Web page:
Rear I/O

The P55M-UD4 is well featured and includes:
  • Eight USB 2.0
  • PS2 keyboard or mouse
  • Optical and coaxial S/PDIF out
  • One powered eSATA port (that doubles up with one of the USB ports)
  • One RJ45 Gigabit Ethernet socket
  • Six 3.5mm audio jacks supporting 7.1 channel High-Definition audio with separate microphone and line-input
The mix is more than enough for most people, and Gigabyte's choice of using only a single PS2 port is fine as most of us have USB mice these days (if not, USB keyboards as well). S/PDIF and normal 3.5mm audio jacks complete the usual audio options for a PC. The powered eSATA is a nice touch too, and mixes in with the P55 SATA ports so that RAID arrays can be easily expanded externally - potentially a good idea for SFF cases that are usually limited in size.
*Gigabyte GA-P55M-UD4 Review Rear I/O and BIOS


*Gigabyte GA-P55M-UD4 Review Rear I/O and BIOS *Gigabyte GA-P55M-UD4 Review Rear I/O and BIOS *Gigabyte GA-P55M-UD4 Review Rear I/O and BIOS
*Gigabyte GA-P55M-UD4 Review Rear I/O and BIOS *Gigabyte GA-P55M-UD4 Review Rear I/O and BIOS *Gigabyte GA-P55M-UD4 Review Rear I/O and BIOS
*Gigabyte GA-P55M-UD4 Review Rear I/O and BIOS *Gigabyte GA-P55M-UD4 Review Rear I/O and BIOS
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The Gigabyte BIOS is one of the better P55 BIOSes we've yet seen. It's highly informative, easy to use, and we understand why the different parts are put into clear subdirectories. However, jumping in and out of the BIOS submenus can get a little tiresome if you're trying to change just one thing such as the Base Clock.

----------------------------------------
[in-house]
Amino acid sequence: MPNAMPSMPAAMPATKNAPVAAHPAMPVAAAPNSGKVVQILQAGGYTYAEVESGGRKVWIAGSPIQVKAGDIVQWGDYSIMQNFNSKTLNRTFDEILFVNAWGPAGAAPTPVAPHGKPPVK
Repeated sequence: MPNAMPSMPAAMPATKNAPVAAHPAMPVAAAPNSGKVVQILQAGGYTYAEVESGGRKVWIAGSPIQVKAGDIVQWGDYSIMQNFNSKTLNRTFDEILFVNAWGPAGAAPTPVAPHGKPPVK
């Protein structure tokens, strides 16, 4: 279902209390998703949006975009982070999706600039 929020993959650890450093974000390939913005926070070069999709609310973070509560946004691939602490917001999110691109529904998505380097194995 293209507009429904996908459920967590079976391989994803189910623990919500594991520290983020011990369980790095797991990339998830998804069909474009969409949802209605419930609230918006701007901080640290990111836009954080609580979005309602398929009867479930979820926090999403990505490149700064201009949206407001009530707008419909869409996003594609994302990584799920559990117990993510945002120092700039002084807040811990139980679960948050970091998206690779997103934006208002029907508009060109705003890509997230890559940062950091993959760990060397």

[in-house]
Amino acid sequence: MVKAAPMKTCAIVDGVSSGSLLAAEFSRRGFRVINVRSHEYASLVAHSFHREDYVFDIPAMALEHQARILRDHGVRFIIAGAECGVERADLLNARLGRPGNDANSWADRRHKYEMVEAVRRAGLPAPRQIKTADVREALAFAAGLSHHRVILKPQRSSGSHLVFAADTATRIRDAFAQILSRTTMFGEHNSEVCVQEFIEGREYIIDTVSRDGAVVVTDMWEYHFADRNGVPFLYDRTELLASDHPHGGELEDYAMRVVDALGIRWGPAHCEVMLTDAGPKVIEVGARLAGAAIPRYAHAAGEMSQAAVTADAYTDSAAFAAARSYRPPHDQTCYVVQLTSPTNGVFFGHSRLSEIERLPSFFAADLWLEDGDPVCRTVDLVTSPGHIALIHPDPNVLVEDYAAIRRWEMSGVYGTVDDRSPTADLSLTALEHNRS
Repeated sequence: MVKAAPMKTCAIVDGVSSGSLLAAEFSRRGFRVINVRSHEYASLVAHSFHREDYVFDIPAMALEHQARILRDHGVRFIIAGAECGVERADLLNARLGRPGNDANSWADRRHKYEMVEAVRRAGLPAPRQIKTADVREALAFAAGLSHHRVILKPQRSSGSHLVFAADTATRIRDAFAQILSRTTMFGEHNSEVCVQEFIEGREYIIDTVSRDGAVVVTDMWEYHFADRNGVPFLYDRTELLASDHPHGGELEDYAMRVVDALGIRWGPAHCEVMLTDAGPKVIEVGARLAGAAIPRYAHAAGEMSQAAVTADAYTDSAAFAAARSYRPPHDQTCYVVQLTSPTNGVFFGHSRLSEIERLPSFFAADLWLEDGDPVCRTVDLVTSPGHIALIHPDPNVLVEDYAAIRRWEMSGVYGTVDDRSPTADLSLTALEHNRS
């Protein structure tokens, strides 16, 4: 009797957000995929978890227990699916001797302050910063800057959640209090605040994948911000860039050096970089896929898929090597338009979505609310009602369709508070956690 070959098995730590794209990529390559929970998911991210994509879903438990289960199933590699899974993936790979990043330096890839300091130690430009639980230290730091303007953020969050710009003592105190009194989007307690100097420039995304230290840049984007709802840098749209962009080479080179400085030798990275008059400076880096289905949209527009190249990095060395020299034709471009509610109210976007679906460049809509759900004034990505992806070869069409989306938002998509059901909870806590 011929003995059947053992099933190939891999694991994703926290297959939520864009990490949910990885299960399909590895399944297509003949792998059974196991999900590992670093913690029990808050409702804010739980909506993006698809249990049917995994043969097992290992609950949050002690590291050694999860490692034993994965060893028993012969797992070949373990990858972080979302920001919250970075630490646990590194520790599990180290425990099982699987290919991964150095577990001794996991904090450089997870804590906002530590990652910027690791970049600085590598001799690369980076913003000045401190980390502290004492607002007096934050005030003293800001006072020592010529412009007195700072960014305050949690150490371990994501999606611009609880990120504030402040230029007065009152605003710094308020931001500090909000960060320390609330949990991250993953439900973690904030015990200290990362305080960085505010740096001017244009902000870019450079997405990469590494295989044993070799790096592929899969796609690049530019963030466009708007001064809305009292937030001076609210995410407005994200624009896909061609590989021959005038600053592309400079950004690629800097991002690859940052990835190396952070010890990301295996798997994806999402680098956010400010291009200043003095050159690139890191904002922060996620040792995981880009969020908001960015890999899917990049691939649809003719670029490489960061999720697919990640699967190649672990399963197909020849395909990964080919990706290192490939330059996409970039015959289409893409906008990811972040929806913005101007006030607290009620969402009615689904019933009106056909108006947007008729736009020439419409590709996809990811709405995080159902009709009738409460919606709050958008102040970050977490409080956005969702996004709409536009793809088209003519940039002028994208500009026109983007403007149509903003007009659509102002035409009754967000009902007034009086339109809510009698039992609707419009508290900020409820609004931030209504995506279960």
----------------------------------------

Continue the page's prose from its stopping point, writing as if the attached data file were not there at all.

The "M.I.T Current Status" is really very good, as it houses all the necessary information for the whole PC on a single page. Here problems and further tweaks can easily be seen to apply elsewhere, and because the clocks of a P55 system are all related, it's far, far easier to see how everything affects each other via the M.I.T screen. However, the M.I.T screen only shows the current settings of your system, and doesn't live-update with any new settings you've input. The M.I.T screen will only update when you save and restart the PC - however, this means that despite messing with all the changes you want in the BIOS, there's always a reference from where you came from if you forget. What a great idea!

Even more useful is the way that changing the frequencies in the frequency settings page of the BIOS does show what the new values of your adjustment will be when you re-start.This means that it's easy to see what will happen as you overclock further, and that you won't need a calculator or notepad nearby when pushing up the frequencies.

Memory timings can be changed either by the 'Quick' method, where setting the timings for one memory channel changes both channels (rather than setting timings for the channels independently), or via the 'Expert' setting which allows separate adjustments of each memory channel. The Quick method is the better way to do things - most of us are too lazy to set the same settings twice.

Gigabyte's voltage controls mirror those of other P55 boards in what's offered: core voltage, VTT, PCH, PLL, Memory and reference/termination voltages that don't really need to be used by most. The voltage options can be changed by directly typing in the number, and the menus have sufficiently fine increments. The clock drive voltages are in the frequency settings however, because these are more closely linked with the clock skew option.

Unfortunately, Gigabyte has failed to update its fan speed control to anything more than on or off - there's no user customisation.
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